Style Living Self Celebrity Geeky News and Views
In the Paper BrandedUp Hello! Create with us

Pooh and Piglet are terrifying in 'Winnie the Pooh: Blood and Honey' first trailer

By John Patrick Magno Ranara Published Sep 01, 2022 10:11 am

Our childhood idols Winnie the Pooh, Piglet, and Christopher Robin have always been the best of friends, but what happens when Christopher abandons them? Apparently, they become sadistic killers who are hungry for human flesh.

In the first trailer of the upcoming slasher film Winnie the Pooh: Blood and Honey, it shows Pooh and Piglet like you've never seen them before: completely unhinged, feral, and out for blood.

The film follows Pooh and Piglet becoming dangerously wild and hungry after the food supply that Christopher Robin gives them runs out after he goes to college and desers them completely. This causes Pooh and Piglet to kill and eat Eeyore, Tigger and their other friends.

After Christopher returns to the forest alongside his new wife, instead of a heartwarming reunion, he receives the shock of his life as Pooh and Piglet set their eyes on killing them and a group of university girls who are renting a rural cabin.

The film will be produced by Jagged Edge Productions, a UK-based film studio that specializes in horror, and will be directed by Rhys Frake-Waterfield.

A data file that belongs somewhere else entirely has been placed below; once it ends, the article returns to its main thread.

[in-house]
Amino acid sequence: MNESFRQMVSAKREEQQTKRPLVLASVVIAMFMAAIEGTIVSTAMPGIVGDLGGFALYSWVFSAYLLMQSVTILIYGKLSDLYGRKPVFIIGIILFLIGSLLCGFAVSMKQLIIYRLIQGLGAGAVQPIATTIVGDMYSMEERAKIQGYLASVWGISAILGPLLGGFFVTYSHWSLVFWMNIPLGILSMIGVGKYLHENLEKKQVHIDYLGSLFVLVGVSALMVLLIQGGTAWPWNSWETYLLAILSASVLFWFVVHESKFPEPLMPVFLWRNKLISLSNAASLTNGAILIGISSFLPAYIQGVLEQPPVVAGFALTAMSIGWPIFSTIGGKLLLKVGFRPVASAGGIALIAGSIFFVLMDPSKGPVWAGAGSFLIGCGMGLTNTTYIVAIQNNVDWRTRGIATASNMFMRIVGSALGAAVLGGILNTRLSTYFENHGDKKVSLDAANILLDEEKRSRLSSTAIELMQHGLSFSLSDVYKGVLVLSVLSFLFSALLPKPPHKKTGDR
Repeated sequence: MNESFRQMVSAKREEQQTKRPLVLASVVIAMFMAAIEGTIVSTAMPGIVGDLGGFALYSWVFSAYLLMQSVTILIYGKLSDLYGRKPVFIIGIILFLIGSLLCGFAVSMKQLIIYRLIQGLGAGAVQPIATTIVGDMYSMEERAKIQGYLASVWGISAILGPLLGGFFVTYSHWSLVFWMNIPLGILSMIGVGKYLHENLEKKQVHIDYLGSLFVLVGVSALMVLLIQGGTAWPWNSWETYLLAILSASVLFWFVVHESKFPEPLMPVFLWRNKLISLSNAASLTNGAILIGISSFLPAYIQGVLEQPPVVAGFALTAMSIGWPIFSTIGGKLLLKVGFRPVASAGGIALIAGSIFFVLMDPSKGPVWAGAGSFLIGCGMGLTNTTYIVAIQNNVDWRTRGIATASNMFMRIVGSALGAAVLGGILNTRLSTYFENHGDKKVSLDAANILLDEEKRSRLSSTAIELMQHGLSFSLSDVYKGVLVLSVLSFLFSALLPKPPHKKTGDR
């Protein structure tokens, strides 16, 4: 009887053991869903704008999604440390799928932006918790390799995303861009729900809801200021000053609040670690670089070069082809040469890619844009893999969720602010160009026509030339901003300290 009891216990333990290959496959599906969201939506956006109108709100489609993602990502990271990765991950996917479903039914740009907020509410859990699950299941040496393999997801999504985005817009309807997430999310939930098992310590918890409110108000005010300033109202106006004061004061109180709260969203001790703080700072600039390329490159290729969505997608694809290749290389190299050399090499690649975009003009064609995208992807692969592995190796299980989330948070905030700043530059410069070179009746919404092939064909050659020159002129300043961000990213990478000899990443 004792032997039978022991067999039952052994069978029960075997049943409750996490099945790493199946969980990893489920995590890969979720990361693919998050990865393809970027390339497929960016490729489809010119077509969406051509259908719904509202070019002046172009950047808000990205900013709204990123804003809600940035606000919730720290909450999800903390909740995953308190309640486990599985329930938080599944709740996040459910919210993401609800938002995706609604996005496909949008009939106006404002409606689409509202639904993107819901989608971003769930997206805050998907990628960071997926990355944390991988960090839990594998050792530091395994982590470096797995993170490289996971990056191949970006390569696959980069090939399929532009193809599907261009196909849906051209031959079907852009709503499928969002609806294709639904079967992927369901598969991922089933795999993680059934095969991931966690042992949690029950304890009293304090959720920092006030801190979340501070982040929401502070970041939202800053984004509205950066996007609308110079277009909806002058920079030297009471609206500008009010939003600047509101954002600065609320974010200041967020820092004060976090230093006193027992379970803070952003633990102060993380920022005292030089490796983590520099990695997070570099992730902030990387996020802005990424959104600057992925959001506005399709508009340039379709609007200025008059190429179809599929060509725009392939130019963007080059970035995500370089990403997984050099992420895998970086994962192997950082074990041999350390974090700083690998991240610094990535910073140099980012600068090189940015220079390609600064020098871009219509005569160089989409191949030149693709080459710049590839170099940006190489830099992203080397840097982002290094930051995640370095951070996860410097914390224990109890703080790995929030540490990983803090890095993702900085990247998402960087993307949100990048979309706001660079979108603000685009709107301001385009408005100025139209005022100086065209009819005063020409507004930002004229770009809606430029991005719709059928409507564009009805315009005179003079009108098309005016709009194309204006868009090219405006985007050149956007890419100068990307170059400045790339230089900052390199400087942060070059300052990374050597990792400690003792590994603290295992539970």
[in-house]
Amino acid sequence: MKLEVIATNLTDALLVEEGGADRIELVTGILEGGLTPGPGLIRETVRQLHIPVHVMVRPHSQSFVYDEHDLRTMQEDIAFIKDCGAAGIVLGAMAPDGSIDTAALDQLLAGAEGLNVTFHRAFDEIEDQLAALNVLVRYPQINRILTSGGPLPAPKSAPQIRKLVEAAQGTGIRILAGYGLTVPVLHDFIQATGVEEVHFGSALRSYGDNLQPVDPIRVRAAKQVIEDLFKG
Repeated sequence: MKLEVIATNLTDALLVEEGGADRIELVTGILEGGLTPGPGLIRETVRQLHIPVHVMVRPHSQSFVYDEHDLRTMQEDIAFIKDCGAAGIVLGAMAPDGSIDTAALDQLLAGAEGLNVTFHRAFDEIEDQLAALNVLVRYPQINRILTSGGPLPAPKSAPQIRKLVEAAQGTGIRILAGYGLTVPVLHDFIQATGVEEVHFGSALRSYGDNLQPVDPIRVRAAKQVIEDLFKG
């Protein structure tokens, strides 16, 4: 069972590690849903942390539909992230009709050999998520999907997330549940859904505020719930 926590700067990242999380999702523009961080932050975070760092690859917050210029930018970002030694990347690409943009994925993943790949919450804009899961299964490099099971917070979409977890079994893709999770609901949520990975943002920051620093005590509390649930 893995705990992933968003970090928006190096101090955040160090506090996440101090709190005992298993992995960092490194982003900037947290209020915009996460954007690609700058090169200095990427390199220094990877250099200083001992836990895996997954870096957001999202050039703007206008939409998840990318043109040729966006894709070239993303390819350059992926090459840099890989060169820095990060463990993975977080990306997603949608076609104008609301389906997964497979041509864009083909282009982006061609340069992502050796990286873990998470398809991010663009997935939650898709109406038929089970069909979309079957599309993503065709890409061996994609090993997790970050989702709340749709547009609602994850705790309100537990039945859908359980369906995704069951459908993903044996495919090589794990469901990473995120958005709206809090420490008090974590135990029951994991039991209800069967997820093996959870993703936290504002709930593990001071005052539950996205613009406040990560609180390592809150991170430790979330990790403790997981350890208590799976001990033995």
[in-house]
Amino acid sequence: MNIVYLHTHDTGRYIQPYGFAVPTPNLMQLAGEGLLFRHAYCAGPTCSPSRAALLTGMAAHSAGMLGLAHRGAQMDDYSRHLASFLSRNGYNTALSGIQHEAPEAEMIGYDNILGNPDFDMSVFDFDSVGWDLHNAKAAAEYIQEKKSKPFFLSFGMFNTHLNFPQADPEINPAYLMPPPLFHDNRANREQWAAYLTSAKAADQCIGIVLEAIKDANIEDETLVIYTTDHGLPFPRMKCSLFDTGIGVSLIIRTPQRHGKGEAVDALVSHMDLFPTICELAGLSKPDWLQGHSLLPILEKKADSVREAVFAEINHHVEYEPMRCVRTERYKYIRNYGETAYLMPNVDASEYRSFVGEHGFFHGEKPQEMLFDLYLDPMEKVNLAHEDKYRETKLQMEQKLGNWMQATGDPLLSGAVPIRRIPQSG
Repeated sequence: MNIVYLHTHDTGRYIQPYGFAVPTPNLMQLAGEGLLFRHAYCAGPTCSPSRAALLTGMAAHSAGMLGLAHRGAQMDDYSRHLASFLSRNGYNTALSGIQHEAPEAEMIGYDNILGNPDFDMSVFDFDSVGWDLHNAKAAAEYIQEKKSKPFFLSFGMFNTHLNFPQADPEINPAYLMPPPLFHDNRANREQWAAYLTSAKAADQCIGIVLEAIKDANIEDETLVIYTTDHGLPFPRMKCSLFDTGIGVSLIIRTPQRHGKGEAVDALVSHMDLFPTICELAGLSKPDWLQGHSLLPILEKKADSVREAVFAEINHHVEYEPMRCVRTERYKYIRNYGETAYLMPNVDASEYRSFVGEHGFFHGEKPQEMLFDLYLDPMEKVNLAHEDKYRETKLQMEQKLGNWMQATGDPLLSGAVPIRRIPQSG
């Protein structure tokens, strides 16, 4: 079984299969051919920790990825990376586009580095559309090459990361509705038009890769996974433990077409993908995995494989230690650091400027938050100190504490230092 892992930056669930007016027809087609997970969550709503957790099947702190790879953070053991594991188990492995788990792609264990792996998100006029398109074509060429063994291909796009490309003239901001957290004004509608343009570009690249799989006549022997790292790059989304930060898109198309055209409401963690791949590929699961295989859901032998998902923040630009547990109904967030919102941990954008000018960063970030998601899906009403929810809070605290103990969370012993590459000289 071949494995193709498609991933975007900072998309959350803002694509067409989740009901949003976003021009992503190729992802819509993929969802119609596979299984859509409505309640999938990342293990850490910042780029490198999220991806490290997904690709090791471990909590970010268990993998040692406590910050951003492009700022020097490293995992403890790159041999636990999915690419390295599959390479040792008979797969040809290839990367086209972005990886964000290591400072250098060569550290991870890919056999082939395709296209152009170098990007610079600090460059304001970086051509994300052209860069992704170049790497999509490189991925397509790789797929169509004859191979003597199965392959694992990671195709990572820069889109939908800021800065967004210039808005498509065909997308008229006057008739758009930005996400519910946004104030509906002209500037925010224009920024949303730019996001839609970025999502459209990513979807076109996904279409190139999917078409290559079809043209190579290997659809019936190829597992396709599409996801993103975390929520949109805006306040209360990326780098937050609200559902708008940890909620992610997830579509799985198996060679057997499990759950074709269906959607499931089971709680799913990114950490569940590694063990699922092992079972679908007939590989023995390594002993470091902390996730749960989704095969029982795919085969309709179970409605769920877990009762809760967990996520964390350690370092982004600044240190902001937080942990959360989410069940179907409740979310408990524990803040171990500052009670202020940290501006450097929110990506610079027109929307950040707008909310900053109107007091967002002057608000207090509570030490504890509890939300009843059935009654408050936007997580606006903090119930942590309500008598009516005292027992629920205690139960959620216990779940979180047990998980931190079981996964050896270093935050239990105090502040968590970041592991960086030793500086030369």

In an interview with Variety, the director said that the biggest challenge of the film was having a good balance of horror and comedy.

"When you try and do a film like this, and it’s a really wacky concept, it’s very easy to go down a route where nothing is scary and it’s just really ridiculous and really, like, stupid. And we wanted to go between the two," Waterfield said.

Winnie the Pooh: Blood and Honey was made possible because A.A. Milne's Winnie the Pooh characters have entered the public domain, meaning anyone is allowed to create their original interpretations of the bear and use them in any creative work.

However, Disney’s famous version of Pooh wearing a red shirt is still protected by copyright, which is what led Waterfield to change the characters' attire in their horror version of the story.

“We’ve tried to be extremely careful. We knew there was this line between that, and we knew what their copyright was and what they’ve done. So we did as much as we could to make sure [that the film] was only based on the 1926 version of it," Waterfield told Variety.

Winnie the Pooh: Blood and Honey is set to be released worldwide on DVD and video-on-demand later this year.